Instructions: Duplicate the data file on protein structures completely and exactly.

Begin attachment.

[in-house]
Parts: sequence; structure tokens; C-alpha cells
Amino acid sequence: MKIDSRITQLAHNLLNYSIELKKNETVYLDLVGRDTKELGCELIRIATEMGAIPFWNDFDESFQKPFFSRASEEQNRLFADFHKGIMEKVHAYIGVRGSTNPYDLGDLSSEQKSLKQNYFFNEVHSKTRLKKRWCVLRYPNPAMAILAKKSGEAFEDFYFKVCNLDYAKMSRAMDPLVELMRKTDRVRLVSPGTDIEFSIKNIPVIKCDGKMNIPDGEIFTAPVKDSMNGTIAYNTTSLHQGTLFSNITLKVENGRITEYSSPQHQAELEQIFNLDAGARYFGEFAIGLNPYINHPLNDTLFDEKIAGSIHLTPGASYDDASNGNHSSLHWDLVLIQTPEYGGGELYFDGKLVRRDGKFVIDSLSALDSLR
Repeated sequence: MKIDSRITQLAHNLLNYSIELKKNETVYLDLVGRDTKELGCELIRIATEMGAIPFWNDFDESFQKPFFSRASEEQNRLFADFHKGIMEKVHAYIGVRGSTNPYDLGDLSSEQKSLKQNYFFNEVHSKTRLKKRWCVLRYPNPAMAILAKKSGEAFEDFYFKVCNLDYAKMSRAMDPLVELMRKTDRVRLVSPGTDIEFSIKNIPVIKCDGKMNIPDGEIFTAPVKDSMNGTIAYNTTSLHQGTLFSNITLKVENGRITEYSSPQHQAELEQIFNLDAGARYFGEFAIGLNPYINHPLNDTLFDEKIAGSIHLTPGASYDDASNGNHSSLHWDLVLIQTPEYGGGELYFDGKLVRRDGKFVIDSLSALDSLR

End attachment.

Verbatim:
[in-house]
Parts: sequence; structure tokens; C-alpha cells
Amino acid sequence: MKIDSRITQLAHNLLNYSIELKKNETVYLDLVGRDTKELGCELIRIATEMGAIPFWNDFDESFQKPFFSRASEEQNRLFADFHKGIMEKVHAYIGVRGSTNPYDLGDLSSEQKSLKQNYFFNEVHSKTRLKKRWCVLRYPNPAMAILAKKSGEAFEDFYFKVCNLDYAKMSRAMDPLVELMRKTDRVRLVSPGTDIEFSIKNIPVIKCDGKMNIPDGEIFTAPVKDSMNGTIAYNTTSLHQGTLFSNITLKVENGRITEYSSPQHQAELEQIFNLDAGARYFGEFAIGLNPYINHPLNDTLFDEKIAGSIHLTPGASYDDASNGNHSSLHWDLVLIQTPEYGGGELYFDGKLVRRDGKFVIDSLSALDSLR
Repeated sequence: MKIDSRITQLAHNLLNYSIELKKNETVYLDLVGRDTKELGCELIRIATEMGAIPFWNDFDESFQKPFFSRASEEQNRLFADFHKGIMEKVHAYIGVRGSTNPYDLGDLSSEQKSLKQNYFFNEVHSKTRLKKRWCVLRYPNPAMAILAKKSGEAFEDFYFKVCNLDYAKMSRAMDPLVELMRKTDRVRLVSPGTDIEFSIKNIPVIKCDGKMNIPDGEIFTAPVKDSMNGTIAYNTTSLHQGTLFSNITLKVENGRITEYSSPQHQAELEQIFNLDAGARYFGEFAIGLNPYINHPLNDTLFDEKIAGSIHLTPGASYDDASNGNHSSLHWDLVLIQTPEYGGGELYFDGKLVRRDGKFVIDSLSALDSLR